Study Finds NSA Surveillance Programs Ineffective

This morning, the New America Foundation released a study entitled “Do NSA’s Bulk Surveillance Programs Stop Terrorists?”,  which concludes that the NSA surveillance programs are not as effective as the government purports them to be. After analyzing 225 individuals recruited by al-Qaeda or similar groups, the New America researchers found that the government’s claims regarding the NSA surveillance programs’ effectiveness are “overblown and even misleading.”

In fact, their analysis “demonstrates that traditional investigative methods, such as the use of informants, tips from local communities, and targeted intelligence operations, provided the initial impetus for investigations in the majority of cases,” highlighting the fact that the NSA surveillance programs produce few (if any) important leads. The group claims that “the contribution of NSA’s bulk surveillance programs to these cases was minimal.”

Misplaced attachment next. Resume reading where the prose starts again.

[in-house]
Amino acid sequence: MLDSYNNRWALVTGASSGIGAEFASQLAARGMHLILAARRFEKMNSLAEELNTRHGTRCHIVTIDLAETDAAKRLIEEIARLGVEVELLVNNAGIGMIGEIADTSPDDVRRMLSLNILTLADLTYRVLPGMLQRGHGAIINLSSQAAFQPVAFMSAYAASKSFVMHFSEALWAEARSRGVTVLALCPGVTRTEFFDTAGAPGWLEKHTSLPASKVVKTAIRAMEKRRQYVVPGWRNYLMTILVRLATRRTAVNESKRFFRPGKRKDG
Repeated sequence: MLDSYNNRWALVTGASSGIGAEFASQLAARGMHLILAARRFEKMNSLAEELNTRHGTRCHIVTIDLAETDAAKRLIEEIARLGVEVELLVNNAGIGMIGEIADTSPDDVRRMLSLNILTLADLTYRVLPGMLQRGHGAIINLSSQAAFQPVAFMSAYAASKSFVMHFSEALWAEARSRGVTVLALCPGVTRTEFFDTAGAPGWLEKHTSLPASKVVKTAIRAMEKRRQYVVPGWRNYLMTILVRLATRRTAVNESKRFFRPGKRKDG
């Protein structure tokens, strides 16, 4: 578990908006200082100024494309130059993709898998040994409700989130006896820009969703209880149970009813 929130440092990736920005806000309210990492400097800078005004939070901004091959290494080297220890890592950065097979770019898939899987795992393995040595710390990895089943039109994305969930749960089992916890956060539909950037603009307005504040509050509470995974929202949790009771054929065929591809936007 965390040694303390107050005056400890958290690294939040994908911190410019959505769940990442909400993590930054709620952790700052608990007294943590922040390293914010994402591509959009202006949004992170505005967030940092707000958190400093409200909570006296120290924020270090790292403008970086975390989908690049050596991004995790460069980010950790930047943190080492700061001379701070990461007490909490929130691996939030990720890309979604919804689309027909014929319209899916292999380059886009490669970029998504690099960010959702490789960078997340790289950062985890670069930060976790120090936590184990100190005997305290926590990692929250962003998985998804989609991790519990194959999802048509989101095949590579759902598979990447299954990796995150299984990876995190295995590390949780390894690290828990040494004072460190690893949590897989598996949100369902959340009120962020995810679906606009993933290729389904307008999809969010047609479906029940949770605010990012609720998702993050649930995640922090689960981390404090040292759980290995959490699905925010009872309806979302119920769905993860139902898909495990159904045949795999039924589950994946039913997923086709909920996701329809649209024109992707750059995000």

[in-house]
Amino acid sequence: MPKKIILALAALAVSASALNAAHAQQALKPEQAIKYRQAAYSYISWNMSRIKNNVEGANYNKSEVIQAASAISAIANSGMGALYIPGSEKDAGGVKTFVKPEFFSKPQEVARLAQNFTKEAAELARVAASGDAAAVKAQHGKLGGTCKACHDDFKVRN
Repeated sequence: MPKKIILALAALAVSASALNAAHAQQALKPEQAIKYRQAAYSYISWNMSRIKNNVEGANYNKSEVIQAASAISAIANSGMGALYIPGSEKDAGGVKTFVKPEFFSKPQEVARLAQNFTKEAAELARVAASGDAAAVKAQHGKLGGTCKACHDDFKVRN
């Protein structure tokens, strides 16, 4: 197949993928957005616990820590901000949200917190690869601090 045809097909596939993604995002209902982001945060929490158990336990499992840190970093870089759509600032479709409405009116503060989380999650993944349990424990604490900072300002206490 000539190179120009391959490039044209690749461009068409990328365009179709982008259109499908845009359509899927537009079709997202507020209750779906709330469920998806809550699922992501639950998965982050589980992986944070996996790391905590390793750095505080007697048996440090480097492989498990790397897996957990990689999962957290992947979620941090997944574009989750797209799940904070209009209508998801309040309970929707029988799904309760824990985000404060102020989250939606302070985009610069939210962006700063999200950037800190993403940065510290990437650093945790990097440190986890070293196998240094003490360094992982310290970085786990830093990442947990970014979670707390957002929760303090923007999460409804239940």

The report is available in its entirety here.

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About KellyAnnTaddonio

Kelly Ann is a Senior Research Fellow at the Center for Policy & Research and an alumna of Seton Hall University School of Law. She holds a degree in Political Science from Barnard College of Columbia University, where she was an Athena Scholar in the Athena Center for Leadership Studies. In addition to serving as the Social Media and Outreach Coordinator for the Center for Policy & Research and as a member of the editorial staff of, Kelly Ann works as an attorney in NYC.

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